NDP Surge Continues, Poised to Change Political Dynamic

By Matthew Little
Matthew Little
Matthew Little
Matthew Little is a multi-media reporter for The Epoch Times.
April 27, 2011 Updated: October 1, 2015
New Democratic Party leader Jack Layton waves during NDP's campaign kickoff event at the Chateau Laurier in Ottawa, Canada, on March 26. The latest poll released Wednesday by Forum Research showed that NDP was closing in on the front running Conservatives with 31 percent support compared to 34 percent for the Tories. (Geoff Robins/AFP/Getty Images)
New Democratic Party leader Jack Layton waves during NDP's campaign kickoff event at the Chateau Laurier in Ottawa, Canada, on March 26. The latest poll released Wednesday by Forum Research showed that NDP was closing in on the front running Conservatives with 31 percent support compared to 34 percent for the Tories. (Geoff Robins/AFP/Getty Images)

TORONTO—Long dismissed as the party that would never rule, the NDP are surging in the polls and poised to change the dynamic of democracy in Canada.

Though previous elections have seen the NDP get a bump in the polls that melted away just before voters cast their ballots, there hasn’t been a showing as consistent as this.

The latest poll released Wednesday by Forum Research showed Jack Layton’s New Democrats were closing in on the front running Conservatives with 31 percent support compared to 34 percent for the Tories.

If that carries through to the ballot box, the orange team would scoop 108 seats compared to 37 in 2008. The Tories would miss their majority with only 137 seats and the Liberals would take 60. The Bloc Quebecois would be decimated with only three representatives.

The surge comes as the Liberals struggle to connect with voters and Conservative Leader Stephen Harper loses the edge he once had into majority territory. The Liberals are responding by framing the NDP as a protest vote by a party that has never ruled and has an unpractical platform.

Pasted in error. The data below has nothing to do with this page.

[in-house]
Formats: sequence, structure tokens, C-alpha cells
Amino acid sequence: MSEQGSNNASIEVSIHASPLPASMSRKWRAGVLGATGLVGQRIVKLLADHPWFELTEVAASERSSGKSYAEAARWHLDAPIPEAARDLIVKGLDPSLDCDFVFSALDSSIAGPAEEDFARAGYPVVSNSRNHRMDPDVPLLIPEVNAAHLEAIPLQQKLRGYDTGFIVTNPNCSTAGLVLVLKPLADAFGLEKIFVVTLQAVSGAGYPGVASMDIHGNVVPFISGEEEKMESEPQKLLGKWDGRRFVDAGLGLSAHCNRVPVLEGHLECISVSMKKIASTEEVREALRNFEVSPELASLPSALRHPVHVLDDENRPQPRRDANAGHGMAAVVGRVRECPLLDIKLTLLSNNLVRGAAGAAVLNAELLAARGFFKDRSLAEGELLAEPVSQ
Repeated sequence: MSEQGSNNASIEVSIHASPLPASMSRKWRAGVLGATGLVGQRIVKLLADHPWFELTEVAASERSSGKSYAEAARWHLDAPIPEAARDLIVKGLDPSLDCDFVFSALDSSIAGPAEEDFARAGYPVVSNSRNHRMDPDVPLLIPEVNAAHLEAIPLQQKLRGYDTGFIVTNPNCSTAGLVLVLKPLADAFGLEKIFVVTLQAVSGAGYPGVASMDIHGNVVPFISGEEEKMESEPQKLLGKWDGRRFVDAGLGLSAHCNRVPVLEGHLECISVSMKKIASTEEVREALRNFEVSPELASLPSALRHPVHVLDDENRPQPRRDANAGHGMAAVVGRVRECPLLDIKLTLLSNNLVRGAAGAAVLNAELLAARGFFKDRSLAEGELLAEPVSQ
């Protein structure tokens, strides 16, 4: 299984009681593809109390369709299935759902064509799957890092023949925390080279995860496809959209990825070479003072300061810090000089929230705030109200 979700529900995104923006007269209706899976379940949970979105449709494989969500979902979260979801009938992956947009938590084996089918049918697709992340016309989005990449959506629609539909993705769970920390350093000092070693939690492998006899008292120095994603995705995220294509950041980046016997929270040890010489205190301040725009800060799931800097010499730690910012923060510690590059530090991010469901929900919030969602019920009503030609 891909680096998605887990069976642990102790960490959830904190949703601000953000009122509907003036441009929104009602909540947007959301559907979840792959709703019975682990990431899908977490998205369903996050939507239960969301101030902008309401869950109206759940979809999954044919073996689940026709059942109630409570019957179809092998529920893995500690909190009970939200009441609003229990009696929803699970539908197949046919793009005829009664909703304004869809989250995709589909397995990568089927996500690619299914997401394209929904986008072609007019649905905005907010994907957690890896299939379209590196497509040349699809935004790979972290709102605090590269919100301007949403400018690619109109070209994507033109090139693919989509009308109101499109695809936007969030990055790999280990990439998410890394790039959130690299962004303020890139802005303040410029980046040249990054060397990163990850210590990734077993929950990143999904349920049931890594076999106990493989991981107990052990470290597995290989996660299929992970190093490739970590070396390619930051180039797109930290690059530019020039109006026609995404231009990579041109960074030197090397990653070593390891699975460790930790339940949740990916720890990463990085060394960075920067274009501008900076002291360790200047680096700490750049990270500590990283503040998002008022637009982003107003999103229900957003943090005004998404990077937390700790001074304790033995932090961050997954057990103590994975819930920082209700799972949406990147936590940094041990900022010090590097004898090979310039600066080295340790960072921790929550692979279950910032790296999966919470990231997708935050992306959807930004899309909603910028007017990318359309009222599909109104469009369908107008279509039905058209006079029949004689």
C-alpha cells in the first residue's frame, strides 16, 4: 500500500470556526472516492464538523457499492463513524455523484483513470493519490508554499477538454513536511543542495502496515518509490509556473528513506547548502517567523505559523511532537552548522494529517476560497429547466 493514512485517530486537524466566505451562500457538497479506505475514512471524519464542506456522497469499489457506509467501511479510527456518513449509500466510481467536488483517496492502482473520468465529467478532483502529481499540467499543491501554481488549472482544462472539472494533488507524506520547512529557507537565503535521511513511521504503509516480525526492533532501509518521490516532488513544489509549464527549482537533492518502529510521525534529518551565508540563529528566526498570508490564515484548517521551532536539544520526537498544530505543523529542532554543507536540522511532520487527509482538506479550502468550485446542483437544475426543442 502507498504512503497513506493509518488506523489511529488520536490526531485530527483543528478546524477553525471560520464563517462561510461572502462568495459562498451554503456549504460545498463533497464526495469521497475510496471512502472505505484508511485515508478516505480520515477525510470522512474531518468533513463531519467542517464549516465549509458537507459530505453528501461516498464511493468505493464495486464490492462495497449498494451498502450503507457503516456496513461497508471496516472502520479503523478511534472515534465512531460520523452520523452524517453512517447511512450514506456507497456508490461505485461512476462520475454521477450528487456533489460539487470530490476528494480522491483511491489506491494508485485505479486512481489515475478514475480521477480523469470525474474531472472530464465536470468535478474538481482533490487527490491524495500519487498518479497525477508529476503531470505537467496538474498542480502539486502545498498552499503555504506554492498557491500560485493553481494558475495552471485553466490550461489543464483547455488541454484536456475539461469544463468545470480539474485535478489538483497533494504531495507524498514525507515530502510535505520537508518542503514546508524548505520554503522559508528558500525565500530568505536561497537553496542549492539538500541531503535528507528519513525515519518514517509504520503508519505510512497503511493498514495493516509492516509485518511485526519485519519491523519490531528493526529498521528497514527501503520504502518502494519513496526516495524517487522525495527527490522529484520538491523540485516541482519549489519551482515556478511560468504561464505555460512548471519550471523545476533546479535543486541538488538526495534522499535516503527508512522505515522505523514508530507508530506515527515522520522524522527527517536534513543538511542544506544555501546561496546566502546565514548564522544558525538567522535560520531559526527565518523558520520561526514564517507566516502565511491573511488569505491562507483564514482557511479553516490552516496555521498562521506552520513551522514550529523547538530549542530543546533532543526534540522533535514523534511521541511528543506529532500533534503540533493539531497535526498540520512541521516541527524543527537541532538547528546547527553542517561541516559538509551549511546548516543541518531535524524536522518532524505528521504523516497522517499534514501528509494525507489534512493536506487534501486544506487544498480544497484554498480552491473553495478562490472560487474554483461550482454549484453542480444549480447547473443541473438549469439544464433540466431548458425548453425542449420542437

Bob Rae, Liberal incumbent for Toronto-Centre, released a video attacking Layton’s pledge to get 1,200 new doctors and 6,000 nurses as impractical, saying Layton promised to achieve it in 100 days rather than the 10-year time frame actually stated in the NDP platform.

While the shift toward a national party has been seen as a welcome change by federalists in Quebec—where the NDP has seen its greatest jump—La Belle Province is known to flirt with national parties before returning to the BQ on election day.

The NDP, previously all but absent from Quebec, have previously scored just two seats in the province, with only Thomas Mulcair representing a Quebec riding after the last election. The party has struggled to field a slate of candidates in the province, and recently encountered some controversy when it emerged that one candidate was currently vacationing in Las Vegas.

Although running in the Berthier-Maskinongé riding, Quebec, Ruth Ellen Brosseau lives in Ottawa and works at Oliver’s Pub on the Carleton University campus. Nothing in the 65-word description on her NDP website references any political interest, though it does describe her as having a passion for rescuing and rehabilitating injured animals while working as an assistant manager at a restaurant.

Rae and fellow liberal Ujjal Dosanjh have tried to use their NDP history to argue against the party. Both served as NDP provincial leaders; Rae was premier of Ontario from 1990 to 1995, and Dosanjh was premier of British Columbia from 1999 to 2001.

The pair attacked Layton’s platform as unrealistic, while their leader Michael Ignatieff, a relative newcomer to politics, argued the NDP does not have the team or experience to govern.

Both the Liberals and Conservatives have launched attack ads targeting the NDP, while Layton’s own ads tend towards more positive messages regarding the party’s platform.

Matthew Little
Matthew Little
Matthew Little is a multi-media reporter for The Epoch Times.